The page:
Fear of Death and the Will to Live

Australasian Journal of Philosophy (forthcoming)
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Abstract

The fear of death resists philosophical attempts at reconciliation. Building on theories of emotion, I argue that we can understand our fear as triggered by a de se mode of thinking about death which comes into conflict with our will to live. The discursive mode of philosophy may help us to avoid the de se mode of thinking about death, but it does not satisfactorily address the problem. I focus instead on the voluntary diminishment of one’s will to live. I argue that we can encourage a natural tendency for the will to live to decline as we approach death. I then consider two objections: Is not the will to live too fundamental for us to control? And even if we can control it, would not a declining will to live result in a general despair that it is better to resist? I argue that both of these objections can be overcome.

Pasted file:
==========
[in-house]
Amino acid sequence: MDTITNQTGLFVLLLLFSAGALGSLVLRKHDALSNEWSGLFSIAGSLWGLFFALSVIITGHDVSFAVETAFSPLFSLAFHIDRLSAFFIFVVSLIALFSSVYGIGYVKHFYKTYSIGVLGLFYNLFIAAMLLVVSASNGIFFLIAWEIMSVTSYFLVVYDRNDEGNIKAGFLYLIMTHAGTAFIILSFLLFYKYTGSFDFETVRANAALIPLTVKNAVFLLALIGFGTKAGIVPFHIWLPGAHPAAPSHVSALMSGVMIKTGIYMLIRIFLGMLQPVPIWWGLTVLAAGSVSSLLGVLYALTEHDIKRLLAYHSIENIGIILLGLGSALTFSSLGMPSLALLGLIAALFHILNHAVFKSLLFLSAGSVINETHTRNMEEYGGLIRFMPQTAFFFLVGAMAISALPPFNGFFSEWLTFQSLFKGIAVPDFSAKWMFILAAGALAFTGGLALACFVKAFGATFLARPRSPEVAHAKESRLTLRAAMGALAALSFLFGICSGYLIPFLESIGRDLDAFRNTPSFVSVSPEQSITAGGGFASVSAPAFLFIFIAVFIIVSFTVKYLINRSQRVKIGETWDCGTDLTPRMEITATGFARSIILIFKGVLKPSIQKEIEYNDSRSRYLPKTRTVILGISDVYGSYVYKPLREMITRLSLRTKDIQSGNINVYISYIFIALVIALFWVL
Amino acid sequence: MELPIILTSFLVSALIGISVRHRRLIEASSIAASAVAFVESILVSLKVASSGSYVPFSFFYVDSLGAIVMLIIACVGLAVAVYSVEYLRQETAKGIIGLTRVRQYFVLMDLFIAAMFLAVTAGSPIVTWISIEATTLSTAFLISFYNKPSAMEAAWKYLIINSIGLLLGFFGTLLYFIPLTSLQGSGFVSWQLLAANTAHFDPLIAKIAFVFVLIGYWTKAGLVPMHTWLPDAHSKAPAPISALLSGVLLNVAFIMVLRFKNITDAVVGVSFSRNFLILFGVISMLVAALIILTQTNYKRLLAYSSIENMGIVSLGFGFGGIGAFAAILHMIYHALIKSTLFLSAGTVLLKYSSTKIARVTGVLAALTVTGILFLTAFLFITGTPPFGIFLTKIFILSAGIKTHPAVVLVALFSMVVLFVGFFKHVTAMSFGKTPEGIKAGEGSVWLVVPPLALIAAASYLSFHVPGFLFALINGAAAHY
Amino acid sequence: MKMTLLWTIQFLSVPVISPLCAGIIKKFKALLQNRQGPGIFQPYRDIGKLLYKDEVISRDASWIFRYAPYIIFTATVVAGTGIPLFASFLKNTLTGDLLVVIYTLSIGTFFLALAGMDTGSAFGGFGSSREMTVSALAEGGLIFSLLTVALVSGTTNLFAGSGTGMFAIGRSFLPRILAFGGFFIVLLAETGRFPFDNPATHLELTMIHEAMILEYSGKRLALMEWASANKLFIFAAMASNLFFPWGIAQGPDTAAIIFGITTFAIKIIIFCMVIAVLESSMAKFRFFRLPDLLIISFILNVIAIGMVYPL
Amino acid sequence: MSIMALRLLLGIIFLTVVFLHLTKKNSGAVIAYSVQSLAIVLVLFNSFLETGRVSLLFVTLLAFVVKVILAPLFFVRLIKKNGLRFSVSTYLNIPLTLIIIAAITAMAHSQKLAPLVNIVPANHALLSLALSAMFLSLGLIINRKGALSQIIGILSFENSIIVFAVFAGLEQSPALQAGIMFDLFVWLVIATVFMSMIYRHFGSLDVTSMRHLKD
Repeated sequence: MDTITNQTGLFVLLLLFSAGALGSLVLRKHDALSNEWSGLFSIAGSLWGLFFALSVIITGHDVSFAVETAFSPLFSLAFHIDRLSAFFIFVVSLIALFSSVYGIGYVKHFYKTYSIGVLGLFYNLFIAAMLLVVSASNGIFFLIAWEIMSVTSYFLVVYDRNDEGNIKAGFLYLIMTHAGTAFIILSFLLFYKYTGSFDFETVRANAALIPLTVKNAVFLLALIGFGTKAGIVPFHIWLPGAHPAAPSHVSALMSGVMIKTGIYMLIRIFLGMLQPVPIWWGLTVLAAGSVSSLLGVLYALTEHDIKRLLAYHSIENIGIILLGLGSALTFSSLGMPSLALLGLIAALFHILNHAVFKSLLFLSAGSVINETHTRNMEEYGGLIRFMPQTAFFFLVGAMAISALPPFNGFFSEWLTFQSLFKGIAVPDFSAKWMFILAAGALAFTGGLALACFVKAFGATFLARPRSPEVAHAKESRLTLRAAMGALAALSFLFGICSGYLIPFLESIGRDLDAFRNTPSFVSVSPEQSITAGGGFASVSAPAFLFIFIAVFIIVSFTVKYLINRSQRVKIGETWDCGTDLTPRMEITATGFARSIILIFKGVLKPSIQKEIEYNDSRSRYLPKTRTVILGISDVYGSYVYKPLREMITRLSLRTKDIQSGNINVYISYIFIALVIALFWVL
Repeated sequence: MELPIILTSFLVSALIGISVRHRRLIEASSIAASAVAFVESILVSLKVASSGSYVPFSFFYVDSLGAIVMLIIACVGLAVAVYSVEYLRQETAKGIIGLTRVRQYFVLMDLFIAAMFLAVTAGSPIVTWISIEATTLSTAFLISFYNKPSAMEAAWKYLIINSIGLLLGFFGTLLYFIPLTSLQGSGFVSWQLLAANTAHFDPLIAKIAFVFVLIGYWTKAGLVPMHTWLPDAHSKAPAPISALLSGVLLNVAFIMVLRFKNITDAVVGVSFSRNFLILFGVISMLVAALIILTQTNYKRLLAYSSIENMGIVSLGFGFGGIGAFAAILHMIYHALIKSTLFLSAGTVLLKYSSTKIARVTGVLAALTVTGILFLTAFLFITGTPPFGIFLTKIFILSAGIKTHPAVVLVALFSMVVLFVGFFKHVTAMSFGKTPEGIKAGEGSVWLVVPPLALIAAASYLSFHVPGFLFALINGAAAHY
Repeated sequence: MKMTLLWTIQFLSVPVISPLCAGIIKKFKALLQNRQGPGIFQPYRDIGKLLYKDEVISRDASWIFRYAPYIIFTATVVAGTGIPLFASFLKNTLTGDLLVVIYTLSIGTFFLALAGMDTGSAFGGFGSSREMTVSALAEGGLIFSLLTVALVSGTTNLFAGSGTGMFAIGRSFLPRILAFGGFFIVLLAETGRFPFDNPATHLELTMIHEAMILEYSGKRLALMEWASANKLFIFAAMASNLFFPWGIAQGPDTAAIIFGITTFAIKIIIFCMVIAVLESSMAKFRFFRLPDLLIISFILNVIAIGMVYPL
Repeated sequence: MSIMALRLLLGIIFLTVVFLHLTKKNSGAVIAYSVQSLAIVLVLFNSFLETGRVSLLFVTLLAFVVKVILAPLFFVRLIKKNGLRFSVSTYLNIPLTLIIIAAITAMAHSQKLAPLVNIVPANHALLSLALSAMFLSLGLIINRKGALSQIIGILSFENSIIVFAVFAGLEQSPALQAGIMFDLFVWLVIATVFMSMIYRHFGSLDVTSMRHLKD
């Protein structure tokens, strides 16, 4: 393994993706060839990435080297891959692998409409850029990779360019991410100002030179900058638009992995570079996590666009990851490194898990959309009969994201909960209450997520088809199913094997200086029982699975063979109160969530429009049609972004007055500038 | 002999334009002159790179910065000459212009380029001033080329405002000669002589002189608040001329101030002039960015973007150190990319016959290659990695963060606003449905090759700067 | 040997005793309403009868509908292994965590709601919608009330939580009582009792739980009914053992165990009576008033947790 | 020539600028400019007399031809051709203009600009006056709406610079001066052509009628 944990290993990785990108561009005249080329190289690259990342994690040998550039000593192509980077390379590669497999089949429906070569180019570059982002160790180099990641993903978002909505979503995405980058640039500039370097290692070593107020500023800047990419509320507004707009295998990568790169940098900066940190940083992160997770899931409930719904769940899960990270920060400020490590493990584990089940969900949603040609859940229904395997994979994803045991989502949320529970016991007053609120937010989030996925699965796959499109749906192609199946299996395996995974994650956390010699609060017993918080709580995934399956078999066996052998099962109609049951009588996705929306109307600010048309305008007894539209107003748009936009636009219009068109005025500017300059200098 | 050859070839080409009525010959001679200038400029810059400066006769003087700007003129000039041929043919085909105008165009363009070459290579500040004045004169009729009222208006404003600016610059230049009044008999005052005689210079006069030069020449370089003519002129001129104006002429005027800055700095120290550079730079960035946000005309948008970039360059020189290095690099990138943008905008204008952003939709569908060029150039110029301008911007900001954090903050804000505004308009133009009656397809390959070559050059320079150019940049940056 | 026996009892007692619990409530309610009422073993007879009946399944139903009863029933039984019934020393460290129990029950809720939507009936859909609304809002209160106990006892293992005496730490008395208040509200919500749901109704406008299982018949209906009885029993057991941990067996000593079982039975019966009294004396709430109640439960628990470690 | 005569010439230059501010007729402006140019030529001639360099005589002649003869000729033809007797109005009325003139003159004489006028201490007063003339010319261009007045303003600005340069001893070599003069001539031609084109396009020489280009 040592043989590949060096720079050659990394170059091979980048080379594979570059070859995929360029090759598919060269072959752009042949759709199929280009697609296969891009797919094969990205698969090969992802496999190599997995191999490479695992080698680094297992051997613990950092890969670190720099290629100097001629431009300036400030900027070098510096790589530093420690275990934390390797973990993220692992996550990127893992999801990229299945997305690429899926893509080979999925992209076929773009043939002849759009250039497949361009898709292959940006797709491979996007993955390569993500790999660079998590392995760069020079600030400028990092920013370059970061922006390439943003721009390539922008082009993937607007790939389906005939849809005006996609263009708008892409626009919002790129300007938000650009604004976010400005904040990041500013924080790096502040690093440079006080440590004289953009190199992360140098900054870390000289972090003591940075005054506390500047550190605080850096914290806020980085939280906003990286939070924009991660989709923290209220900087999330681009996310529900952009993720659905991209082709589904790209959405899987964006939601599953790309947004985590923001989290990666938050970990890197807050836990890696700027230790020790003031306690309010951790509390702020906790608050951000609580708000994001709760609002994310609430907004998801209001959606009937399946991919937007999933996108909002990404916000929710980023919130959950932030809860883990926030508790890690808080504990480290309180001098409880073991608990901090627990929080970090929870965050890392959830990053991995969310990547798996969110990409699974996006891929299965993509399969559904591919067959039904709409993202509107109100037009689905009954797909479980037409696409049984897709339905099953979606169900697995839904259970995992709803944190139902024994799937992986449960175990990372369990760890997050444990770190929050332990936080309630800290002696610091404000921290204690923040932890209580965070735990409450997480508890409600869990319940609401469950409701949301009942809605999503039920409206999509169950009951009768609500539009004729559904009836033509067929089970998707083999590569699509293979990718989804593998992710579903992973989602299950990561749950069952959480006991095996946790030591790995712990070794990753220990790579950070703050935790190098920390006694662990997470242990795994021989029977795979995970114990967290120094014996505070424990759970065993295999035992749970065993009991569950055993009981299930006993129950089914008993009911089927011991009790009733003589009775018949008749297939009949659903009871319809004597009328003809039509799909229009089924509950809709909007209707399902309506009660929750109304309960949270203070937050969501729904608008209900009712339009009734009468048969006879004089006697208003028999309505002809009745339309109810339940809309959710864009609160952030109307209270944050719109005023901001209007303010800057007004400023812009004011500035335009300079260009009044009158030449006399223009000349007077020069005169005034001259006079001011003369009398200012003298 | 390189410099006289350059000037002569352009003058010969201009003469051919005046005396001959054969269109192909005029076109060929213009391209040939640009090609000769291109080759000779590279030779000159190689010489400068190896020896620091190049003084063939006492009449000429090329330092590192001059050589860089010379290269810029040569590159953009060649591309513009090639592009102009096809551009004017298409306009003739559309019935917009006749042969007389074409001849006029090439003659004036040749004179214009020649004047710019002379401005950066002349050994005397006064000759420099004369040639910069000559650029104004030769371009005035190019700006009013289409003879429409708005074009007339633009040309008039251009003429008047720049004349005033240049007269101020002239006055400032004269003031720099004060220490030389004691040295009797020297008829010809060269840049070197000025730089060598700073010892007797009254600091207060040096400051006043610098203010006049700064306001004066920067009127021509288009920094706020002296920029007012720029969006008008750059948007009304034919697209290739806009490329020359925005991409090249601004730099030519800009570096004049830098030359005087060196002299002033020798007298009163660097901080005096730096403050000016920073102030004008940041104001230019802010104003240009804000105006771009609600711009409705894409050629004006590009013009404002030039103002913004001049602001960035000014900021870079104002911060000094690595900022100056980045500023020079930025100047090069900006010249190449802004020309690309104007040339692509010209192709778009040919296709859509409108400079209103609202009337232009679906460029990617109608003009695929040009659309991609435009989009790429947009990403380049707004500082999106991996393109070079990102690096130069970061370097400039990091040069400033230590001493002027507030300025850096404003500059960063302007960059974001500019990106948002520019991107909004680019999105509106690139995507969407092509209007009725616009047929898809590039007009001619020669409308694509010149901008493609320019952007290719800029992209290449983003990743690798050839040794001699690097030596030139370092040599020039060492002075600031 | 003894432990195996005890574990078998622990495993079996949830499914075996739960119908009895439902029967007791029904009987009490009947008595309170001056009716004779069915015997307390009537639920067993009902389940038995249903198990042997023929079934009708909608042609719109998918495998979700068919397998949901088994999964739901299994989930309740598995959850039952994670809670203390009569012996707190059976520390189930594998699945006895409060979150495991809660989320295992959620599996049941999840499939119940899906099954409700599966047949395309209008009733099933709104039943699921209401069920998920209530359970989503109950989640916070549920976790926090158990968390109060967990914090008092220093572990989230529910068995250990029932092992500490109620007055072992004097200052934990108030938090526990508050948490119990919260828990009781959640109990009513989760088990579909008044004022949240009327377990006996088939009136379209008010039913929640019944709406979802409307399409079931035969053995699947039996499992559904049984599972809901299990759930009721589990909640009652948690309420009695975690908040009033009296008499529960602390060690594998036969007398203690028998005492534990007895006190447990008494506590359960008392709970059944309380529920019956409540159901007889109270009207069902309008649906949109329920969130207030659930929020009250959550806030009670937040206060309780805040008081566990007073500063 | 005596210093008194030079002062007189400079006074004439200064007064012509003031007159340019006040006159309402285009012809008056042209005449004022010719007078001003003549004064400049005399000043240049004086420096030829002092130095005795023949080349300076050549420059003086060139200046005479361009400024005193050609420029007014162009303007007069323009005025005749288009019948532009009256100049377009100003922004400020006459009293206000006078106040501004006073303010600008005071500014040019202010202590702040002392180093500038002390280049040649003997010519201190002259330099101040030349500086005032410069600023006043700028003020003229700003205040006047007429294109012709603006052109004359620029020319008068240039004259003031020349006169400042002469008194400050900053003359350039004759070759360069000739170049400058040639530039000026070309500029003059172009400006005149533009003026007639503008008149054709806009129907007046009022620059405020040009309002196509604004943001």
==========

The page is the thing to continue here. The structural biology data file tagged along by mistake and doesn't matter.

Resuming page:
Author's Profile

Tom Cochrane
Flinders University

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